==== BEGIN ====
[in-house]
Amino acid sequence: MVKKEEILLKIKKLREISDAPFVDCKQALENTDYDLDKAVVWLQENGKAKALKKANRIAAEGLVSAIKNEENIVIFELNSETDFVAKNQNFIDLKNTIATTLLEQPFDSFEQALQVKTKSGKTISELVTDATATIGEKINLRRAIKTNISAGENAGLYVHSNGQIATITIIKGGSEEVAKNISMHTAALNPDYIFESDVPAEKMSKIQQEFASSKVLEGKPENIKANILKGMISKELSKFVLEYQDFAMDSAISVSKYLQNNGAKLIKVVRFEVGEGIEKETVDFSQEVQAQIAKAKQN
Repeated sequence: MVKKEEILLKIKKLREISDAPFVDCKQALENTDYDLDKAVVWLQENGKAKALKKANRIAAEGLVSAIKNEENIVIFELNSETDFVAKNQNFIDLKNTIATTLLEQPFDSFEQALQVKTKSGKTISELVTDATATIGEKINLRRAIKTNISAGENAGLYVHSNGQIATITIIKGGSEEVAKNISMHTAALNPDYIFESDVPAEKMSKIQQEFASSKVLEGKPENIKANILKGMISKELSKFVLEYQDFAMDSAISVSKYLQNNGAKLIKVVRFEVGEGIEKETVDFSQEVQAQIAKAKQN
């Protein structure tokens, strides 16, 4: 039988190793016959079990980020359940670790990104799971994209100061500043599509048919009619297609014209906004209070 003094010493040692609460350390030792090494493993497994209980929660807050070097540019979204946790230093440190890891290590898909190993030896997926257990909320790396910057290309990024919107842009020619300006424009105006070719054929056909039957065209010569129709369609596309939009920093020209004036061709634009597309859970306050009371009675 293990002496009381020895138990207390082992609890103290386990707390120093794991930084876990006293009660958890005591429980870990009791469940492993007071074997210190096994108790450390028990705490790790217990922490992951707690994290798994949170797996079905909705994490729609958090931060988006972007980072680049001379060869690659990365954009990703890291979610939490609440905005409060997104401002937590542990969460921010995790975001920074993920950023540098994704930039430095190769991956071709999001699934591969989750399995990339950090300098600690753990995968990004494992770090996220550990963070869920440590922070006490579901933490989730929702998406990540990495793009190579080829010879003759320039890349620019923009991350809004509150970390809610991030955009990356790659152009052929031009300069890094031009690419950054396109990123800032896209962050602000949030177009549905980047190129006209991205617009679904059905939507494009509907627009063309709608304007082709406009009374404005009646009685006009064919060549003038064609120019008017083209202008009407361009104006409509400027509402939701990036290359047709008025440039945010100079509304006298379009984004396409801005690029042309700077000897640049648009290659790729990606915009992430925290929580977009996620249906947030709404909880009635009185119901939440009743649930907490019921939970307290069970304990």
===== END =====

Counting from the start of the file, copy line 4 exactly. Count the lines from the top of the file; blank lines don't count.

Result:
């Protein structure tokens, strides 16, 4: 039988190793016959079990980020359940670790990104799971994209100061500043599509048919009619297609014209906004209070 003094010493040692609460350390030792090494493993497994209980929660807050070097540019979204946790230093440190890891290590898909190993030896997926257990909320790396910057290309990024919107842009020619300006424009105006070719054929056909039957065209010569129709369609596309939009920093020209004036061709634009597309859970306050009371009675 293990002496009381020895138990207390082992609890103290386990707390120093794991930084876990006293009660958890005591429980870990009791469940492993007071074997210190096994108790450390028990705490790790217990922490992951707690994290798994949170797996079905909705994490729609958090931060988006972007980072680049001379060869690659990365954009990703890291979610939490609440905005409060997104401002937590542990969460921010995790975001920074993920950023540098994704930039430095190769991956071709999001699934591969989750399995990339950090300098600690753990995968990004494992770090996220550990963070869920440590922070006490579901933490989730929702998406990540990495793009190579080829010879003759320039890349620019923009991350809004509150970390809610991030955009990356790659152009052929031009300069890094031009690419950054396109990123800032896209962050602000949030177009549905980047190129006209991205617009679904059905939507494009509907627009063309709608304007082709406009009374404005009646009685006009064919060549003038064609120019008017083209202008009407361009104006409509400027509402939701990036290359047709008025440039945010100079509304006298379009984004396409801005690029042309700077000897640049648009290659790729990606915009992430925290929580977009996620249906947030709404909880009635009185119901939440009743649930907490019921939970307290069970304990």